David Bourget (Western Ontario)
David Chalmers (ANU, NYU)
Rafael De Clercq
Jack Alan Reynolds
Learn more about PhilPapers
Philosophical Psychology 13 (3):325 – 353 (2000)
Noam Chomsky claims that we know the grammatical principles of our languages in pretty much the same sense that we know ordinary things about the world (e.g. facts), a view about linguistic knowledge that I term ''cognitivism''. In much recent philosophy of linguistics (including that sympathetic to Chomsky's general approach to language), cognitivism has been rejected in favour of an account of grammatical competence as some or other form of mental mechanism, describable at various levels of abstraction (''non-cognitivism''). I argue for cognitivism and against non-cognitivism. First, I show that the distinction between competence and performance in current linguistics is as clearly made as ever it was, in spite of recent interest in linguistic processing modules. Second, I use these facts about the practice of theoretical linguistics to refute various proposals for a non-cognitivist construal of grammatical competence, and to support cognitivism by reflecting on the inapplicability of a multi-level account of linguistic competence. Cognitivism is then defended against several objections centring around the problems of rational integration and conceptualization of grammatical knowledge. Finally, the conception of competence argued for in relation to linguistics is placed in the larger context of cognitive science research and its implications for philosophy of mind.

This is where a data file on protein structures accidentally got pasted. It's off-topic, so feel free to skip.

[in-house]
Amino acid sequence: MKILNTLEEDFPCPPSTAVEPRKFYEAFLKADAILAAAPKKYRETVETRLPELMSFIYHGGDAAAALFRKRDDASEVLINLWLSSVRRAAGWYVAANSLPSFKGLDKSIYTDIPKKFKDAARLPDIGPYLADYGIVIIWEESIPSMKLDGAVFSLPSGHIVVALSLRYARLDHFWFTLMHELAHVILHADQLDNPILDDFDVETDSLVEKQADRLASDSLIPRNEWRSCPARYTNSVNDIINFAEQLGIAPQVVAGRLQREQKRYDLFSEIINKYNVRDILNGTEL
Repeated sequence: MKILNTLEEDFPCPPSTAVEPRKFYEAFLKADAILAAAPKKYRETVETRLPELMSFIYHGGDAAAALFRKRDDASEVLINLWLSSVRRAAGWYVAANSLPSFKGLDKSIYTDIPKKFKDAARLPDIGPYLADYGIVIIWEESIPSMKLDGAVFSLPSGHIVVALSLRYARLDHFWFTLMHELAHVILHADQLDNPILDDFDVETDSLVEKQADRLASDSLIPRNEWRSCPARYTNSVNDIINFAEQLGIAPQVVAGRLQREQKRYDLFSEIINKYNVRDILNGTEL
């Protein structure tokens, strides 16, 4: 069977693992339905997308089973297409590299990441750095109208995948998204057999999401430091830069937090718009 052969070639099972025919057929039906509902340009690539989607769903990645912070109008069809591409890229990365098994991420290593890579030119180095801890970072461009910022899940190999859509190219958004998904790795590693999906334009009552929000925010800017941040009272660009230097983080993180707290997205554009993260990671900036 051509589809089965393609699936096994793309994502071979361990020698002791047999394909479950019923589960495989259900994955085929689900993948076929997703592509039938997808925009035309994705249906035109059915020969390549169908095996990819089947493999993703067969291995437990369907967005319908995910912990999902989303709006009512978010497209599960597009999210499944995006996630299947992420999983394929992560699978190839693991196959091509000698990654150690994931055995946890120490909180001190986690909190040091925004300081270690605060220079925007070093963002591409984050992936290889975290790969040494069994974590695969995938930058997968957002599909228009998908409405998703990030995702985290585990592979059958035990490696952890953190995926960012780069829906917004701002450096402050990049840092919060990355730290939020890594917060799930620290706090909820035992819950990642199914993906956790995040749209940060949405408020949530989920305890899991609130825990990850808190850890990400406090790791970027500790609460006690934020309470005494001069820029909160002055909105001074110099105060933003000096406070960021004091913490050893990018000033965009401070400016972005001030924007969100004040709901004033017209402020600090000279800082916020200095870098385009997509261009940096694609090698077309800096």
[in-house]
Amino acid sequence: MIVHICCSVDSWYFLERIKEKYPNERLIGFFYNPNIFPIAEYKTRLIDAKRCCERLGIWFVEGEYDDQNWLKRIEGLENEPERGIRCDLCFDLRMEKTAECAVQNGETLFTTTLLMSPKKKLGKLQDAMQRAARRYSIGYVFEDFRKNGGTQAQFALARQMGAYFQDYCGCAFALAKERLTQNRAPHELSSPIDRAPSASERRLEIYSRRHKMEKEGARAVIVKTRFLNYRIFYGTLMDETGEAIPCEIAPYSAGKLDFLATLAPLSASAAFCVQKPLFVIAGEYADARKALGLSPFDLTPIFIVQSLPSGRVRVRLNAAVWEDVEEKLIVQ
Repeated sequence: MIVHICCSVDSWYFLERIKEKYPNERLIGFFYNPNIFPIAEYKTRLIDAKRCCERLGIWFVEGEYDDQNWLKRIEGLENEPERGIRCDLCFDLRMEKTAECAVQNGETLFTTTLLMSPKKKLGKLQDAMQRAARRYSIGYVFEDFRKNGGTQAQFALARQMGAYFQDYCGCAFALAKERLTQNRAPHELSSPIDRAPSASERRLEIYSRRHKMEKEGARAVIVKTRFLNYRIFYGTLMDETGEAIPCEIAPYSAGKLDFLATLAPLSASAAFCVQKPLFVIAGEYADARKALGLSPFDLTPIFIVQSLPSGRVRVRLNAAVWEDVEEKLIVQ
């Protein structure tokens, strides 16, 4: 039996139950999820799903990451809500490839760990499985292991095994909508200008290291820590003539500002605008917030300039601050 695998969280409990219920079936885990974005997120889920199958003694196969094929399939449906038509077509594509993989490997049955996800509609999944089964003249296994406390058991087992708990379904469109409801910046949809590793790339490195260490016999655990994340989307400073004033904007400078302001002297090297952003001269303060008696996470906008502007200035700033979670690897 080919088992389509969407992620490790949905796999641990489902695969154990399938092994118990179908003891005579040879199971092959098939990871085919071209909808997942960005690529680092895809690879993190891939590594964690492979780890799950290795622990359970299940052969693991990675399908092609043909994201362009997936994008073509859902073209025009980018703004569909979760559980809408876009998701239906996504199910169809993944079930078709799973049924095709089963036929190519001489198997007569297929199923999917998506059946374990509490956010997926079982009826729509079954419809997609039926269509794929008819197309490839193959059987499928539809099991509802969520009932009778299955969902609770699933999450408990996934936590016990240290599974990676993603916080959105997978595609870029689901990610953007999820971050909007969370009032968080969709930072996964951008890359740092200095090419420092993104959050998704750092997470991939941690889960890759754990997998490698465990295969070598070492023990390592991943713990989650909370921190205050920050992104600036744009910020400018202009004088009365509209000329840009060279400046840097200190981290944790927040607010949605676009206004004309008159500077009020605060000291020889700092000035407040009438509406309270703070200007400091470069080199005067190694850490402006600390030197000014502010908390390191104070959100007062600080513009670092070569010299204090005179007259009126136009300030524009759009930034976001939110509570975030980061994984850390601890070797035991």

|Keywords||No keywords specified (fix it)|
|Categories||categorize this paper)|
Setup an account with your affiliations in order to access resources via your University's proxy server
Configure custom proxy (use this if your affiliation does not provide a proxy)
|Through your library|
References found in this work BETA
No references found.
Citations of this work BETA
Cheng-Hung Tsai (2011). Linguistic Know-How: The Limits of Intellectualism. Theoria 77 (1):71-86.
John Collins (2007). Meta-Scientific Eliminativism: A Reconsideration of Chomsky's Review of Skinner's Verbal Behavior. British Journal for the Philosophy of Science 58 (4):625 - 658.
Similar books and articles
Gergo Somodi (2009). Ignorance Radicalized. Studia Philosophica Estonica 2 (2):140-156.
Jerrold J. Katz (1977). Propositional Structure and Illocutionary Force: A Study of the Contribution of Sentence Meaning to Speech Acts. Harvester.
Robert J. Matthews (2006). Could Competent Speakers Really Be Ignorant of Their Language? Croatian Journal of Philosophy 6 (3):457-467.
Alberto Voltolini (2001). Why the Computational Account of Rule-Following Cannot Rule Out the Grammatical Account. European Journal of Philosophy 9 (1):82-104.
Edison Barrios (2012). Knowledge of Grammar and Concept Possession. British Journal for the Philosophy of Science 63 (3):577-606.
Michael Blome-Tillmann (2009). Non-Cognitivism and the Grammar of Morality. Proceedings of the Aristotelian Society 109 (1pt3):279-309.
Gurpreet Rattan (2002). Tacit Knowledge of Grammar: A Reply to Knowles. Philosophical Psychology 15 (2):135 – 154.
Barry C. Smith (2006). Why We Still Need Knowledge of Language. Croatian Journal of Philosophy 6 (18):431-457.
Added to index2009-01-28
Total downloads38 ( #47,878 of 1,099,862 )
Recent downloads (6 months)2 ( #189,854 of 1,099,862 )
How can I increase my downloads?